O’Rourke mastering the criterium

Auburn cyclist ranked No. 2 in the state for Masters Criterium, training others in the sport
By: Sara Seyydin Journal Staff Writer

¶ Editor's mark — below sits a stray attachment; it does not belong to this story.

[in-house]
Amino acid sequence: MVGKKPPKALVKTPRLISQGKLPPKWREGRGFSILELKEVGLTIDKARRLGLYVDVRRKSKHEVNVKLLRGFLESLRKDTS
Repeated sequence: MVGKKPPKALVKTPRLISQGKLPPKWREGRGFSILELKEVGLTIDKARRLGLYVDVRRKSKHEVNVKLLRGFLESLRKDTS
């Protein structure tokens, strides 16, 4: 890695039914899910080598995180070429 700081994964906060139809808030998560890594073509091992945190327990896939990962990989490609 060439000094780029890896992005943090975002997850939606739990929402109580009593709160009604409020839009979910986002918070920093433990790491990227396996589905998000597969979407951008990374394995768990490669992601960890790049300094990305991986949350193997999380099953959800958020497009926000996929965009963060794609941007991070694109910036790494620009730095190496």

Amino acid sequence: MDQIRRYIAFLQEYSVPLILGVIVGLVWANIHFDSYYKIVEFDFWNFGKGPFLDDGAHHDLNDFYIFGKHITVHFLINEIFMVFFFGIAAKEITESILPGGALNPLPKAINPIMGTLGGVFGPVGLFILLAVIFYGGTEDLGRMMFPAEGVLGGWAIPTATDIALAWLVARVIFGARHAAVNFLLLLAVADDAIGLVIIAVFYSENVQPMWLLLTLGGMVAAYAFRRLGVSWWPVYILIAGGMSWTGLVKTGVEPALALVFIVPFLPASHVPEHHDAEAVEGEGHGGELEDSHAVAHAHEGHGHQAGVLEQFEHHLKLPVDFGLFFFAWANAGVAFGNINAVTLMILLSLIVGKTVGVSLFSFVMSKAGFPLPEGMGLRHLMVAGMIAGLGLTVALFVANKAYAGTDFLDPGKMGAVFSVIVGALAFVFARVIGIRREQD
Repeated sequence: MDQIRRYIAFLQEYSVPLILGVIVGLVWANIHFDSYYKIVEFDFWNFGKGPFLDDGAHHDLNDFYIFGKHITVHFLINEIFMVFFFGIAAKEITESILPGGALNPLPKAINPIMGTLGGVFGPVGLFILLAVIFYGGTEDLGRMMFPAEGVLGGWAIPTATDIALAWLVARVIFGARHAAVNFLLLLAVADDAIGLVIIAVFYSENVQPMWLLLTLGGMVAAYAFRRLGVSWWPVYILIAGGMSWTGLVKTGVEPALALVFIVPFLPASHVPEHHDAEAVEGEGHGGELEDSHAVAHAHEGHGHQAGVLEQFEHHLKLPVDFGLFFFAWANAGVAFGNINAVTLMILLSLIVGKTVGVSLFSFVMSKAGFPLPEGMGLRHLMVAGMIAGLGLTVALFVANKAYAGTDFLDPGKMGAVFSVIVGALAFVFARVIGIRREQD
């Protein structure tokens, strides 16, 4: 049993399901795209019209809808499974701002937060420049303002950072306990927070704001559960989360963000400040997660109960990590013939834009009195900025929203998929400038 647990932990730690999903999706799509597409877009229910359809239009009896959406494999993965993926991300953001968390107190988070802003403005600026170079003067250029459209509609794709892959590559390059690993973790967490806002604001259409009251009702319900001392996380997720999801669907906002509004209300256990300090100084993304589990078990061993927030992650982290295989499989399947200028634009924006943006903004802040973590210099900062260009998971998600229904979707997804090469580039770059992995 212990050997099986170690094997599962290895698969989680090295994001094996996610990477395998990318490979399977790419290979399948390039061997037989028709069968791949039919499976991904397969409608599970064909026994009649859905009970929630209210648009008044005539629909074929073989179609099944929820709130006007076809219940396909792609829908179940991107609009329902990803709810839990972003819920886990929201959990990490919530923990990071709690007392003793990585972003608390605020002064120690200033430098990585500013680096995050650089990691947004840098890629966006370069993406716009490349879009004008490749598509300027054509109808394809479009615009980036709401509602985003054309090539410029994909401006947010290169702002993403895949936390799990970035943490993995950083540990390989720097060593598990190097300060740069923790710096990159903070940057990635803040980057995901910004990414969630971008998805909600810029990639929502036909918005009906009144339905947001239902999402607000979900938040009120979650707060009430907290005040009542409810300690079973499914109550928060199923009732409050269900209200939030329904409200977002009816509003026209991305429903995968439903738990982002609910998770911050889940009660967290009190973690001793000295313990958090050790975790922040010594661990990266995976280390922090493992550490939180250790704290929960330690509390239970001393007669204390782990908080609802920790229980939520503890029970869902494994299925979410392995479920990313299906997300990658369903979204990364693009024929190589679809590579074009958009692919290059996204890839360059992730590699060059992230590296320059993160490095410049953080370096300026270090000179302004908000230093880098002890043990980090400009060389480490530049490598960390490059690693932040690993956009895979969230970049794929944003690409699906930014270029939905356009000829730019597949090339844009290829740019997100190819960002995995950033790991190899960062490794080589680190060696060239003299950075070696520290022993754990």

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Michael O’Rourke may still consider himself “a noob” at cycling, but the second-ranked Master’s Criterium racer in the state is anything but. After just six years in the sport, O’Rourke is also ranked 11th in the nation for the 45- to 50-year-old category and is a Level 2 USA cycling coach. O’Rourke switched from weightlifting to cycling after back surgery because it is low-impact, but challenging. “It is surprisingly infectious. It’s like playing chess at a 180 beats per minute,” O’Rourke said. “There is a lot of strategy involved and it is a great microcosm of life.” O’Rourke said besides the fact that it looked fun and is a great form of exercise, road racing is a spectator-friendly, spouse-compliant sport. He and his wife Suzanne own a private personal training studio in Auburn called Proactive Personal Training. O’Rourke teaches spin classes, while Suzanne uses her background as a competative figure skater and credentials as a personal trainer to help people reach their fitness goals. Her support also helped O’Rourke progress in his racing career. “She pushed me to go further than just lifting weights,” O’Rourke said. “She is a support and just a wealth of information, like a walking encyclopedia.” O’Rourke races for team Safeway/Pure Red/Bicycles Plus. A couple of days a week he commutes on his bike to Sutter Health in Lincoln, where he works as a physical therapy aide. To get in more training, O’Rourke also rides with his team on weekends. When he is not hitting the pavement himself, O’Rourke is helping his clients reach their cycling goals. Randy White, one of the cyclists he trains, enlisted O’Rourke’s help via e-mail. After several positive results based on the advice he received, White decided to make O’Rourke his coach. In that position White said, O’Rourke went above and beyond the call of duty. He would spend countless hours with White testing and developing his cycling skills, as well as planning out group rides and providing nutrition advice. In the Madera Stage Race, White finished beside, and slightly behind the national champion for the 55+ category. This was partly because of O’Rourke’s impact. “I would recommend Michael to other cyclists because he gives so much of himself,” White said. “He knows what it takes to win, but he also knows there is a spiritual aspect to cycling.” White said that his coach not only helped him improve his skills, but also pushed him to excel by honestly believing in him. Clint Hamilton, O’Rourke’s neighbor, began taking cycling classes with him at the studio two winters ago. Hamilton likes the small class sizes and road-tested approach of the classes. “He rides at a high level and is passionate about what he does,” Hamilton said. “He always talks about the math and science behind certain workouts.” Hamilton said that the Cycling After Dark classes are a way for cyclists to stay in shape on dark, cold winter days. Last Saturday, he completed his first criterium race, with O’Rourke there as a mentor. As for cyclists who inspire O’Rourke, he said he looks up to Chris Horner, who is a great but often unsung rider. O’Rourke is also looking forward to the recognition the upcoming Amgen Tour will bring to his sport. This season of Master’s Criterium racing kicked-off last weekend at William Land Park and O’Rourke hopes to continue to ascend the ranks even higher. The first local race will be held March 20 in Colfax and he encourages adrenaline junkies to come check out “NASCAR on bikes.” Reach Sara Seyydin at